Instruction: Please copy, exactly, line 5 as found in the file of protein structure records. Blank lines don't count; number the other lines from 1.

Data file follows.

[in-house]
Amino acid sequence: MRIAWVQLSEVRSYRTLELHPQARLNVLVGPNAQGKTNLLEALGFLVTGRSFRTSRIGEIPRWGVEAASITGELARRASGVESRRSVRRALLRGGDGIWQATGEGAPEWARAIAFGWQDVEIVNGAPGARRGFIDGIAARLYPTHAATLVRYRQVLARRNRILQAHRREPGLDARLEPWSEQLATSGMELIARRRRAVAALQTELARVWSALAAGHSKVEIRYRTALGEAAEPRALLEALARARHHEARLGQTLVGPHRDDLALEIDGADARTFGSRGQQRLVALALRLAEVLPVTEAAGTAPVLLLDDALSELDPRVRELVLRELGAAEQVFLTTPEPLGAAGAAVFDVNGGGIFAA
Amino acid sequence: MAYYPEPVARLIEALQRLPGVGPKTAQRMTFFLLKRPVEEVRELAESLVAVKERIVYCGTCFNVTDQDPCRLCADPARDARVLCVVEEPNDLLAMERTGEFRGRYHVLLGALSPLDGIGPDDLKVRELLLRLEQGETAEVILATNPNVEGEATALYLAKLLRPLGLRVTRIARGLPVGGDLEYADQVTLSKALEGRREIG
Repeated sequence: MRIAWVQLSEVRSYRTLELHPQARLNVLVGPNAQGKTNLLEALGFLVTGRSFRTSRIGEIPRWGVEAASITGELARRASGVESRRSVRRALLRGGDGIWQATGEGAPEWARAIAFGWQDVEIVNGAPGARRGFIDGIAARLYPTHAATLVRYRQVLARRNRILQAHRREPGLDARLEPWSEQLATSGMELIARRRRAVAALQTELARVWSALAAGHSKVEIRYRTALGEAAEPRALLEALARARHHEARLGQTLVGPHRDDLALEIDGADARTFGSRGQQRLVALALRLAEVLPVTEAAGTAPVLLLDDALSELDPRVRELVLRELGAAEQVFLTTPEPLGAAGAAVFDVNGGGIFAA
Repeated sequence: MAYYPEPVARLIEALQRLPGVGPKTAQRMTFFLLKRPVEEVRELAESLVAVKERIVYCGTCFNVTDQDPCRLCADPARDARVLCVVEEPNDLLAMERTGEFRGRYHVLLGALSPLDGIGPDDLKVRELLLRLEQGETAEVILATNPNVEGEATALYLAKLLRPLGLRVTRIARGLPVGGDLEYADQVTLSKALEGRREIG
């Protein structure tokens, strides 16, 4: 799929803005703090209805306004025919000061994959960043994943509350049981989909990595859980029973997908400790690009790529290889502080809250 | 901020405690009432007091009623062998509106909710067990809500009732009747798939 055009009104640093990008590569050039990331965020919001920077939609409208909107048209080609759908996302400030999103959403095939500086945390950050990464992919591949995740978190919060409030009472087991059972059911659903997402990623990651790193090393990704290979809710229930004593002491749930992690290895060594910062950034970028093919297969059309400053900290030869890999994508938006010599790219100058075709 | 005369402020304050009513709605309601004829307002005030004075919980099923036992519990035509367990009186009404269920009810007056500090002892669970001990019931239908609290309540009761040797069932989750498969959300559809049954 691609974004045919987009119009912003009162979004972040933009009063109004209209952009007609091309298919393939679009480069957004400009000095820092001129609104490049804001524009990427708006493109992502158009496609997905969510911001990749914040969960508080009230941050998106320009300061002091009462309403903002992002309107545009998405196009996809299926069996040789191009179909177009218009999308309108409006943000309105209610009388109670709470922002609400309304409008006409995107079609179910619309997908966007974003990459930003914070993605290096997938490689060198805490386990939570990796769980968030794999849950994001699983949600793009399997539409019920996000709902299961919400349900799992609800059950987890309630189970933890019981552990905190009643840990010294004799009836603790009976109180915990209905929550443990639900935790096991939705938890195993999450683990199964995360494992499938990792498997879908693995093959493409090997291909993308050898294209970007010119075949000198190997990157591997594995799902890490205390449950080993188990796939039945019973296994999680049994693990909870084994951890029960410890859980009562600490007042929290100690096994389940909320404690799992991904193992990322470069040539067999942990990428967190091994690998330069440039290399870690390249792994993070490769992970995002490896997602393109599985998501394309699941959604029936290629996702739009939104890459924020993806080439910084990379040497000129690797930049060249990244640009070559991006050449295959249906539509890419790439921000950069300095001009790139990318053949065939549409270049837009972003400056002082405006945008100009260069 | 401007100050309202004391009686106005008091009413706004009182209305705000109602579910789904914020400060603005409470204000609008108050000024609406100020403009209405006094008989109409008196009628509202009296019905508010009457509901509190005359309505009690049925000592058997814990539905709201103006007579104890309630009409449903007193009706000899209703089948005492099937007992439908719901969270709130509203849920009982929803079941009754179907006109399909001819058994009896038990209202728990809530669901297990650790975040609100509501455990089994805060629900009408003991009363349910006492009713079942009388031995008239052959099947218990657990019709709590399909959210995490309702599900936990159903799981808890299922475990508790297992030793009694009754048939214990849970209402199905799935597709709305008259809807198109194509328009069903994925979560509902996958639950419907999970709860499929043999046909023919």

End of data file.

Repeated sequence: MAYYPEPVARLIEALQRLPGVGPKTAQRMTFFLLKRPVEEVRELAESLVAVKERIVYCGTCFNVTDQDPCRLCADPARDARVLCVVEEPNDLLAMERTGEFRGRYHVLLGALSPLDGIGPDDLKVRELLLRLEQGETAEVILATNPNVEGEATALYLAKLLRPLGLRVTRIARGLPVGGDLEYADQVTLSKALEGRREIG